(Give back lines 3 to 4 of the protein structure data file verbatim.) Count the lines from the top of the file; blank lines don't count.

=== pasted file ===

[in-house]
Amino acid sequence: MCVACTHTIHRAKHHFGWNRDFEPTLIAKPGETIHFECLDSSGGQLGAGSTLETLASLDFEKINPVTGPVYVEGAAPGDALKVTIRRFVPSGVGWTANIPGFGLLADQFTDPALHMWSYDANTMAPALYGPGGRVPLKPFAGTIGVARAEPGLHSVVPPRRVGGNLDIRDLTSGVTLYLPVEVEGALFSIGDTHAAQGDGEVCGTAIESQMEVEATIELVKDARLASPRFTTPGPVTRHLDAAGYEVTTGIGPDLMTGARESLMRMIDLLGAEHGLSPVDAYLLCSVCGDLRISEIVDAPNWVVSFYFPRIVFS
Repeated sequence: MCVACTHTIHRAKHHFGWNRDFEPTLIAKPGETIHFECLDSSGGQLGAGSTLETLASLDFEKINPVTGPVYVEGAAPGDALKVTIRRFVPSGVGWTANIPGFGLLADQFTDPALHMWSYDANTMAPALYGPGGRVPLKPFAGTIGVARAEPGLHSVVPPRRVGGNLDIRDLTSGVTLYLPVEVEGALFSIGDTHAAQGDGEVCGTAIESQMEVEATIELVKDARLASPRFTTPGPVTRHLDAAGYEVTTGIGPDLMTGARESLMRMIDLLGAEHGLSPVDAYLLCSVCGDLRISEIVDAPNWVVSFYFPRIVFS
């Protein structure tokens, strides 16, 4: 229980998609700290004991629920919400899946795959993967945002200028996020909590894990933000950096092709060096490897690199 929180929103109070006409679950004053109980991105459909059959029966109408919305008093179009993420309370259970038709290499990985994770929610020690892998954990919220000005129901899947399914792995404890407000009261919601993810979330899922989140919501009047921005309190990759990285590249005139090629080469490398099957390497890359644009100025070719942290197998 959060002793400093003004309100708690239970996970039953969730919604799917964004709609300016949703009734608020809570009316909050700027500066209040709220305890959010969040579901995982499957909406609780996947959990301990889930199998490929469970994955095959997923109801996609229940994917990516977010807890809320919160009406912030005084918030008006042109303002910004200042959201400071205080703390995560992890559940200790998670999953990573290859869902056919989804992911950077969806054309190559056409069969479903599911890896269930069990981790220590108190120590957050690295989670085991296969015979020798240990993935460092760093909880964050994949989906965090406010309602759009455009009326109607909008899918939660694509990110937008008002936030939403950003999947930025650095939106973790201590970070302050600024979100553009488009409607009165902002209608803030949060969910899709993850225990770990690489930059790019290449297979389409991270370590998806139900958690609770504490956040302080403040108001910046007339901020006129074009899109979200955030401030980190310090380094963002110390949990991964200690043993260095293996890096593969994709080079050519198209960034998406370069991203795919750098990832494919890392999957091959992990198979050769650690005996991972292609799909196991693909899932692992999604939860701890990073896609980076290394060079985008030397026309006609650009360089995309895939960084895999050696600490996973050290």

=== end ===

Repeated sequence: MCVACTHTIHRAKHHFGWNRDFEPTLIAKPGETIHFECLDSSGGQLGAGSTLETLASLDFEKINPVTGPVYVEGAAPGDALKVTIRRFVPSGVGWTANIPGFGLLADQFTDPALHMWSYDANTMAPALYGPGGRVPLKPFAGTIGVARAEPGLHSVVPPRRVGGNLDIRDLTSGVTLYLPVEVEGALFSIGDTHAAQGDGEVCGTAIESQMEVEATIELVKDARLASPRFTTPGPVTRHLDAAGYEVTTGIGPDLMTGARESLMRMIDLLGAEHGLSPVDAYLLCSVCGDLRISEIVDAPNWVVSFYFPRIVFS
């Protein structure tokens, strides 16, 4: 229980998609700290004991629920919400899946795959993967945002200028996020909590894990933000950096092709060096490897690199 929180929103109070006409679950004053109980991105459909059959029966109408919305008093179009993420309370259970038709290499990985994770929610020690892998954990919220000005129901899947399914792995404890407000009261919601993810979330899922989140919501009047921005309190990759990285590249005139090629080469490398099957390497890359644009100025070719942290197998 959060002793400093003004309100708690239970996970039953969730919604799917964004709609300016949703009734608020809570009316909050700027500066209040709220305890959010969040579901995982499957909406609780996947959990301990889930199998490929469970994955095959997923109801996609229940994917990516977010807890809320919160009406912030005084918030008006042109303002910004200042959201400071205080703390995560992890559940200790998670999953990573290859869902056919989804992911950077969806054309190559056409069969479903599911890896269930069990981790220590108190120590957050690295989670085991296969015979020798240990993935460092760093909880964050994949989906965090406010309602759009455009009326109607909008899918939660694509990110937008008002936030939403950003999947930025650095939106973790201590970070302050600024979100553009488009409607009165902002209608803030949060969910899709993850225990770990690489930059790019290449297979389409991270370590998806139900958690609770504490956040302080403040108001910046007339901020006129074009899109979200955030401030980190310090380094963002110390949990991964200690043993260095293996890096593969994709080079050519198209960034998406370069991203795919750098990832494919890392999957091959992990198979050769650690005996991972292609799909196991693909899932692992999604939860701890990073896609980076290394060079985008030397026309006609650009360089995309895939960084895999050696600490996973050290």